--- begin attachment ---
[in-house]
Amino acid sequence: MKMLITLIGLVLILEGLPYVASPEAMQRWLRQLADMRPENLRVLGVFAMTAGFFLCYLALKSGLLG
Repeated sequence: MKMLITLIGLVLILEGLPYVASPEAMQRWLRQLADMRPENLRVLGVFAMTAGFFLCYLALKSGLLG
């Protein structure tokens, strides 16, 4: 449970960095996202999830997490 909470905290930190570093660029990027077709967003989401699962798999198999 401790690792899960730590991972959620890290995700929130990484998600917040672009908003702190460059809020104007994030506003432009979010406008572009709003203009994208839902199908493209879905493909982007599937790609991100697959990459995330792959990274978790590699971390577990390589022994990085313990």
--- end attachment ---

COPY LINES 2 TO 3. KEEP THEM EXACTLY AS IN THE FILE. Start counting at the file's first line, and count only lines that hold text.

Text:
Amino acid sequence: MKMLITLIGLVLILEGLPYVASPEAMQRWLRQLADMRPENLRVLGVFAMTAGFFLCYLALKSGLLG
Repeated sequence: MKMLITLIGLVLILEGLPYVASPEAMQRWLRQLADMRPENLRVLGVFAMTAGFFLCYLALKSGLLG